8. Provision of training benefit to facilitate change to new occupations of all persons who lose their former livelihood, whether paid or unpaid (para. 122).
9. Assimilation of benefit and pension rates for unemployment, disability, other than prolonged disability due to industrial accident or disease, and retirement (para. 123).
10.          Assimilation of benefit conditions for unemployment and disability including disability due to industrial accident or disease, in respect of waiting time (paras. 124-126).
11.          Assimilation of contribution conditions for unemployment and disability benefit, except where disability is due to industrial accident or disease, and revision of contribution conditions for pension (paras. 127-128).
12.   Making of unemployment benefit at full rate indefinite in duration, subject to requirement of attendance at a work or training centre after a limited period of unemployment (paras. 129-132).
13.   Making of disability benefit at full rate indefinite in duration, subject to imposition of special behaviour conditions (paras. 129-132).
14.          Making of pensions, other than industrial, conditional on retirement from work and rising in value with each year of continued contribution after the minimum age of retirement, that is to say, after 65 for men and 60 for women (paras. 133-136).
15.          Amalgamation of the special schemes of unemployment insurance, for agriculture, banking and finance and insurance, with the general scheme of social insurance (paras. 137-148).
16.  Abolition of the exceptions from insurance
of persons in particular occupations, such as the civil service, local government service, police, nursing, railways, and other pensionable employments, and, in respect of unemployment insurance, private indoor domestic service;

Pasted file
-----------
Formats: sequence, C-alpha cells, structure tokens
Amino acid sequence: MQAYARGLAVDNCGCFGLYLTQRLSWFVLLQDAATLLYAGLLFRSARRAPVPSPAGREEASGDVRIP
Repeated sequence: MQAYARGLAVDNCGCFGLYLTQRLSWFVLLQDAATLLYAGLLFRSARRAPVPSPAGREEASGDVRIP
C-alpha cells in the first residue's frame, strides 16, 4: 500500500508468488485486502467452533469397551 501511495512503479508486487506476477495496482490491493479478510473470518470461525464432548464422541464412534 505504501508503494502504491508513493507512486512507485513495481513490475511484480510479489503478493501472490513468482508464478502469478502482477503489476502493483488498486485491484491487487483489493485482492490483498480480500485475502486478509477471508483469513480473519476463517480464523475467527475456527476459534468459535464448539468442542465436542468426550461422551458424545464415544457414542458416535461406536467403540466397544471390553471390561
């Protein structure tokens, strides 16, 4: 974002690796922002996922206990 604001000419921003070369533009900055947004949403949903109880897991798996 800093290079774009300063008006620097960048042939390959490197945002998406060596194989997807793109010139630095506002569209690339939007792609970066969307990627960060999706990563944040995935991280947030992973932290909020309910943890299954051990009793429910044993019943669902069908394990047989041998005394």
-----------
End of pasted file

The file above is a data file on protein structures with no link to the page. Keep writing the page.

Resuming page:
of persons remunerated above £420 a year in non-manual occupations (paras. 149-152).
17. Replacement of unconditional inadequate widows’ pensions by provision suited to the varied needs of widows, including temporary widows’ benefit at a special rate in all cases, training benefit when required and guardian benefit so long as there are dependent children (paras.153-156).
18.          Inclusion of universal funeral grant in compulsory insurance (paras. 157-160).
19.        Transfer to the Ministry of Social Security of the remaining functions of Local Authorities in respect of public assistance, other than treatment and services of an institutional character (paras. 161-165).
20.        Transfer to the Ministry of Social Security of responsibility for the maintenance of blind persons and the framing of a new scheme for maintenance and welfare by by co-operation between the Ministry, Local Authorities and voluntary agencies (paras. 166-170).
21. Transfer to the Ministry of Social Security of the functions of the Assistance Board, of the work of the Customs and Excise Department in respect of non-contributory pensions, and probably of the employment service of the Ministry of Labour and National Service, in addition to unemployment insurance, and the work of other departments in connection with the administration of cash benefits of all kinds, including workmen’s compensation (paras. 171-175).
22. Substitution for the Unemployment Insurance Statutory Committee of a Social Insurance Statutory Committee with similar but extended powers (paras. 176-180).
23. Conversion of the business of industrial assurance into a public service under an Industrial Assurance Board.] (paras. 181-192).